Public opposition to Port 460 project mounting

Published 5:38 pm Tuesday, August 2, 2022

The signs against the massive Port 460 Logistics Park project have been sprouting up in yards along Pitchkettle Road and areas adjacent to the proposed rezoning of the 540 acres of property.

The proposed park would encompass 4.7 million square feet for an industrial park of 10 warehouse buildings and some retail fronting U.S. Route 460.

As more details have emerged about the scope of the project over the past few weeks, which will border not only Route 460 and Pitchkettle Road, but also U.S. Route 58, Kings Fork Road and Murphys Mill Road, opposition to it has mounted.


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A petition entitled “No rezoning 500+ acres between Pitchkettle Road and 460 in Suffolk” ( had nearly 900 signatures on it as of 1 p.m. Tuesday, and a private Facebook group, “Say No to Warehouses,” has also emerged and has nearly 700 members.

Many of the comments on the petition echo those made during a July 19 public hearing before the Planning Commission, with criticisms related to traffic and the likely increased number of trucks on city roads, smart growth, the lack of public awareness and environmental concerns among them.

“The traffic through 460 is already horrible because it’s already a main hub from Hampton Roads to the west and it’s already dangerous,” said William Cook on the petition, “and adding more trucks will make it worse and the road conditions worse. I’m also worried about fallout of people’s property and happiness with the possibility of making 460 bigger.”

The commission, after a public hearing that lasted about two hours and about another hour of its members deliberating over the project, ultimately voted 5-3 to recommend rezoning the property from general commercial and agricultural to heavy manufacturing zoning (, with Chairman Arthur Singleton, Anita Hicks, Johnnie Edwards, Gerald Goodman and Oliver Creekmore voting in favor, and Mills Staylor, John Rector and Kittrell Eberwine voting against.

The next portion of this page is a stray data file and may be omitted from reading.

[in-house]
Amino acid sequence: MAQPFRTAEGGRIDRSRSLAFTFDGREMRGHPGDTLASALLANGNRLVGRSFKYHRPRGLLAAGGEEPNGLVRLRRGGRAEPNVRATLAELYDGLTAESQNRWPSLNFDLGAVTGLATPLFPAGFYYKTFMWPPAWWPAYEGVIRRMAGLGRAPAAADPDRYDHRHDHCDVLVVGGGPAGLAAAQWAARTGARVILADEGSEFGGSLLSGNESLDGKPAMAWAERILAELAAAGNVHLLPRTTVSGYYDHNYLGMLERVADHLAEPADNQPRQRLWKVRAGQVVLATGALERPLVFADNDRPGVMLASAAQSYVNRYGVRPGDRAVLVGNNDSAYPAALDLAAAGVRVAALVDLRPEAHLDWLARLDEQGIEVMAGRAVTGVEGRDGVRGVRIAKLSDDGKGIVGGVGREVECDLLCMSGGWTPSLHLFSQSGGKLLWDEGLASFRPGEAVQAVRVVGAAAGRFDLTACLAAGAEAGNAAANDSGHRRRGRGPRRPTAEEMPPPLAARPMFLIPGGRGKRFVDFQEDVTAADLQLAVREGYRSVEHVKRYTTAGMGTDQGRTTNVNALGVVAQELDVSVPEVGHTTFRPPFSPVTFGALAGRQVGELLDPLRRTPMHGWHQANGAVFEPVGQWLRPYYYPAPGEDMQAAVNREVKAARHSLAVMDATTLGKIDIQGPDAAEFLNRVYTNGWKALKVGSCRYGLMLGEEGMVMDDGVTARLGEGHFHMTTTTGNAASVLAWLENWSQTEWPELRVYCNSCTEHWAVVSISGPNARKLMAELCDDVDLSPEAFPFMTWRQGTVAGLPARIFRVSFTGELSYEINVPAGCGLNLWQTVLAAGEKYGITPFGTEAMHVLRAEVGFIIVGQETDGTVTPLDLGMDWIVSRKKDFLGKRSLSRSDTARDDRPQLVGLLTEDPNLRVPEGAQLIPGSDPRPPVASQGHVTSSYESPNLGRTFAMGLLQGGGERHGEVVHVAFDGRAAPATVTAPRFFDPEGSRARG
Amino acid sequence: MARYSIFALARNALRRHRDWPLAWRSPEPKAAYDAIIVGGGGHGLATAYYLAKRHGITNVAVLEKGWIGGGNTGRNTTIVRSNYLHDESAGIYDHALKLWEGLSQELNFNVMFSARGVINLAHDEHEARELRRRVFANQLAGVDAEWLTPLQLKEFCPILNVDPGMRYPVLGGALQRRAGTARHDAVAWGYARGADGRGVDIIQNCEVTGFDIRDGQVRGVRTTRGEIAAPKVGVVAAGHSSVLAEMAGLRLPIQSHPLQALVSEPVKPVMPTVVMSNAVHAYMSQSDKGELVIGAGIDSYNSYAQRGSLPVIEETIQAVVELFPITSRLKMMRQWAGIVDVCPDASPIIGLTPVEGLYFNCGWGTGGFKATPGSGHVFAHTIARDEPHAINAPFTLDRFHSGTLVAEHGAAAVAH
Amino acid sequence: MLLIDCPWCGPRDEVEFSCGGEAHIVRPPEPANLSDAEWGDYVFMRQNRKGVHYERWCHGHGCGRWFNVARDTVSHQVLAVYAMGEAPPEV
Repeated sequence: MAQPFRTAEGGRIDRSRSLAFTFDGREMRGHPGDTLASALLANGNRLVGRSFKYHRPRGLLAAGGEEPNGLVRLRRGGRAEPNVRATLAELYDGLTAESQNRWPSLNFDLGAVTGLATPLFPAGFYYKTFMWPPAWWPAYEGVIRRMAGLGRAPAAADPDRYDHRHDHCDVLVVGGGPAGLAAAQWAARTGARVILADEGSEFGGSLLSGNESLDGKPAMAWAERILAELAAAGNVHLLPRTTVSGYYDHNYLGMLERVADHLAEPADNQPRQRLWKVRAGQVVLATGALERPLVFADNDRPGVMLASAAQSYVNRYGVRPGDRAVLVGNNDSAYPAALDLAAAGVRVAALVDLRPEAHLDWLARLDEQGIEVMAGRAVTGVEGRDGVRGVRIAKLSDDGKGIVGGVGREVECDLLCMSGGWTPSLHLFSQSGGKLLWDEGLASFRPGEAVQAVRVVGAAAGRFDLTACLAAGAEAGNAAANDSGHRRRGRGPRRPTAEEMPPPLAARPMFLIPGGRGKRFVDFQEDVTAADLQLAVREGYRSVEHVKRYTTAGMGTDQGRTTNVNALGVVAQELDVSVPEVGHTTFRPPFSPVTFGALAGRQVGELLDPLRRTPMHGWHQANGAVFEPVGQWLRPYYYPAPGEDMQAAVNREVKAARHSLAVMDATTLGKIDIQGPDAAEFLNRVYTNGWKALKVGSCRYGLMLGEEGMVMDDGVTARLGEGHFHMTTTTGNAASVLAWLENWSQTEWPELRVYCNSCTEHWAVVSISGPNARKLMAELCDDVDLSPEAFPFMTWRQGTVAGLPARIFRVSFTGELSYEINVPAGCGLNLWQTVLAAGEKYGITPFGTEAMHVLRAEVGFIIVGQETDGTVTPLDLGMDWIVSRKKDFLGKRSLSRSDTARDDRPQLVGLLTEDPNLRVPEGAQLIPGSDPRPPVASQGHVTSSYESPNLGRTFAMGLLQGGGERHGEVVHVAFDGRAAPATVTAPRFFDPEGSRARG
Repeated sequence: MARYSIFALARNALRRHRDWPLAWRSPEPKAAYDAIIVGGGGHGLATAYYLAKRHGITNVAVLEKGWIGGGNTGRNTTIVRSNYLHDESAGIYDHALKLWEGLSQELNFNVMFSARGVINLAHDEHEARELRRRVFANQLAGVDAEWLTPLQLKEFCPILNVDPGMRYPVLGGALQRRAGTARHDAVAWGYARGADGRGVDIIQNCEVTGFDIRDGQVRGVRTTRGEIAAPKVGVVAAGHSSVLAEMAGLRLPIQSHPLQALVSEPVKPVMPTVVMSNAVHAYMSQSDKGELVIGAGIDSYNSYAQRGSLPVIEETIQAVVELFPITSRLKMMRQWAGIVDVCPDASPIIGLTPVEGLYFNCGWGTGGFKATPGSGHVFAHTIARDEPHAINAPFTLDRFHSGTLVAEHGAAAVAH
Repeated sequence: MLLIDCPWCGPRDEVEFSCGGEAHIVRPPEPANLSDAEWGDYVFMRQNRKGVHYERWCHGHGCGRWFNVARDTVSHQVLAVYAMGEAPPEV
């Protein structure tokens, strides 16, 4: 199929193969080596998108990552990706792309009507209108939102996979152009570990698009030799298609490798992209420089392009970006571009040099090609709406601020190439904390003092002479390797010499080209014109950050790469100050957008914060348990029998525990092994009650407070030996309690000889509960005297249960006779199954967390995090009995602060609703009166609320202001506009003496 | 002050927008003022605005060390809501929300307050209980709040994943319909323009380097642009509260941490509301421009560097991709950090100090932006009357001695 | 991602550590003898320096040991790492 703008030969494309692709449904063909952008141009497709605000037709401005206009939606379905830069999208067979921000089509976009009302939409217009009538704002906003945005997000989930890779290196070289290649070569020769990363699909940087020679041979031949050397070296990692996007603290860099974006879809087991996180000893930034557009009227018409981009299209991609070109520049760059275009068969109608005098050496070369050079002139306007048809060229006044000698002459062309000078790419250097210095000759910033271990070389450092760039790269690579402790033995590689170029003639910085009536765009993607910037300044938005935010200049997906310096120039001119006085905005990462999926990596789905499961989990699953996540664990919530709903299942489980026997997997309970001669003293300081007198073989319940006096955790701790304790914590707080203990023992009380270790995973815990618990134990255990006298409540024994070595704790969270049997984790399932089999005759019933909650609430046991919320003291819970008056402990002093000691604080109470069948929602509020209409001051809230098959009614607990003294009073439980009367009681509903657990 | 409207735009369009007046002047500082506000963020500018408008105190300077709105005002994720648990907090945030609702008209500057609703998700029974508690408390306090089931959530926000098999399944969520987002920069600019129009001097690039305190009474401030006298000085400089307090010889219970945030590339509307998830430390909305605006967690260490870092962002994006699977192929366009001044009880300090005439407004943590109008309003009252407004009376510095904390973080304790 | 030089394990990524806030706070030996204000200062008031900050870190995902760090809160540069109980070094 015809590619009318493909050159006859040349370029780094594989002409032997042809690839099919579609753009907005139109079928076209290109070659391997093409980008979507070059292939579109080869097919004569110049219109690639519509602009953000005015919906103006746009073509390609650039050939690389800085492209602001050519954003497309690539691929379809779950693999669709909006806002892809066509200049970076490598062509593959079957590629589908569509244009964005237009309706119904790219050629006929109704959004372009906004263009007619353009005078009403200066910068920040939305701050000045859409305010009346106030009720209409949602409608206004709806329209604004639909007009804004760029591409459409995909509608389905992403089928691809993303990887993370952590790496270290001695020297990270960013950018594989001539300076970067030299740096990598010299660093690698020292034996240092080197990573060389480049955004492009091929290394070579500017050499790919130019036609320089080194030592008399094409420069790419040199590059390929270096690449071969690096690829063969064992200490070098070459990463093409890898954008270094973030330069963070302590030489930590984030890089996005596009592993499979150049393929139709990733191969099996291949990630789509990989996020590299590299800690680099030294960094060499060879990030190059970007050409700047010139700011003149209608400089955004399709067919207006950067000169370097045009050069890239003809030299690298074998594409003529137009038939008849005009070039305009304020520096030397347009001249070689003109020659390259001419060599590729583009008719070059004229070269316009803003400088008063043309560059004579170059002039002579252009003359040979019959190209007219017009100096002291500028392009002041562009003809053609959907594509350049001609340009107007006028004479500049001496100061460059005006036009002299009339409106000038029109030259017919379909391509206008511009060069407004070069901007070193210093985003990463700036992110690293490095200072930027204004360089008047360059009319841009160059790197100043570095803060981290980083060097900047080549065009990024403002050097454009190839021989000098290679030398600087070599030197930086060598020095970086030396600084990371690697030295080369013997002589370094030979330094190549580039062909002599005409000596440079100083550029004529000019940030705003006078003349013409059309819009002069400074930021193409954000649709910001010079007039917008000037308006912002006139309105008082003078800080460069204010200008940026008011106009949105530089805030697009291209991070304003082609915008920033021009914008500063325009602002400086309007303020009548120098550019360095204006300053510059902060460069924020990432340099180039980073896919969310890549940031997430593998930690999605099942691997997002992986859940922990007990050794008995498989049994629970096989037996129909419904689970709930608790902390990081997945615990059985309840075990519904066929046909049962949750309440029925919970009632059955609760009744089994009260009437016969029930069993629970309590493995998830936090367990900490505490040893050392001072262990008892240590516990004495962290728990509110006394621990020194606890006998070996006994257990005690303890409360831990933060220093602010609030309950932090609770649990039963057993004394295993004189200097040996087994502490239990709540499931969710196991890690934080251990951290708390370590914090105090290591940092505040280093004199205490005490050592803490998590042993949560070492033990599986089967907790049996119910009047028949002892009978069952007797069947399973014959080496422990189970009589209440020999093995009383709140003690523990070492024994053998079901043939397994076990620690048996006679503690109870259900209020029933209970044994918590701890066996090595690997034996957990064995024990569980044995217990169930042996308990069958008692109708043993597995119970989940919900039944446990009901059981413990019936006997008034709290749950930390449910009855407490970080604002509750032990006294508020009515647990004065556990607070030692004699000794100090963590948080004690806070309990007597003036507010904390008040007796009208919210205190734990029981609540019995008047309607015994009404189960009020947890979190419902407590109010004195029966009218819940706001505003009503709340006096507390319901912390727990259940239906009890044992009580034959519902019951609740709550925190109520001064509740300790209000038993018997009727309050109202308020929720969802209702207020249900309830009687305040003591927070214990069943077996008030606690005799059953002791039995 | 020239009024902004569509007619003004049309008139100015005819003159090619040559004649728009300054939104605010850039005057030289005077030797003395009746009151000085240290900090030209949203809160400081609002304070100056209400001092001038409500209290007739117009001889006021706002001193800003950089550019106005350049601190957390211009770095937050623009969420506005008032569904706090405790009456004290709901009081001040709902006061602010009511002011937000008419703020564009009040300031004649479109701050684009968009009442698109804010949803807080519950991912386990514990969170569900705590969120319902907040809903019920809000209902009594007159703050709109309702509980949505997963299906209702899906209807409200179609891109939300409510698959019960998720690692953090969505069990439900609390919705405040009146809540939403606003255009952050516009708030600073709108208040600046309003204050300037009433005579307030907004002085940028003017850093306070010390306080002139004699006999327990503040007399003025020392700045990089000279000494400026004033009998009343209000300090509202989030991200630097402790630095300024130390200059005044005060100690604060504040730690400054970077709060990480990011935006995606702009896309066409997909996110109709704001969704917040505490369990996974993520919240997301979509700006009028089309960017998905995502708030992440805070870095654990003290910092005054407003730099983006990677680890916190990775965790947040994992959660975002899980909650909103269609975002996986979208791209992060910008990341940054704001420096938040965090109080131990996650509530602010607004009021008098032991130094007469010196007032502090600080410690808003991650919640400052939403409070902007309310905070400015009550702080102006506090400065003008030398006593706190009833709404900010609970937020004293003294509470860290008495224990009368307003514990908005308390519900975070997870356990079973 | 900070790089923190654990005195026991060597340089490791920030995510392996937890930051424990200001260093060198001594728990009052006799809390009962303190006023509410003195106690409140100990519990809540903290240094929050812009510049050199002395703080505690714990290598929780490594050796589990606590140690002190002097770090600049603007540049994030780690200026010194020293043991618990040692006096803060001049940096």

City Council holds a public hearing on the project rezoning at its Aug. 17 meeting, and Matan Companies holds a second public meeting about the proposed project from 6:30 to 8 p.m. Aug. 4 at the Hilton Garden Inn–Suffolk Riverfront at 100 E. Constance Rd.

Matan Companies, the project developers, previously held a public meeting in June about the project, coincidentally on the same evening as a council meeting (

While council has yet to vote on the rezoning request, several members have weighed in on the project, including Tim Johnson, Donald Goldberg and Mayor Mike Duman.

Johnson said at council’s July 20 meeting that the project, if approved, would be the biggest thing the city has done since he began representing the Holy Neck Borough in 2015. But he was critical of what he said was the lack of input by residents.

“With a project of the magnitude of the Port 460 Logistics Center, why weren’t the citizens included in the conversation,” Johnson said during council’s July 20 meeting. “And why didn’t we as a city make sure they were included? Or even aware? And better than that, why wasn’t council aware over the last eight to nine months?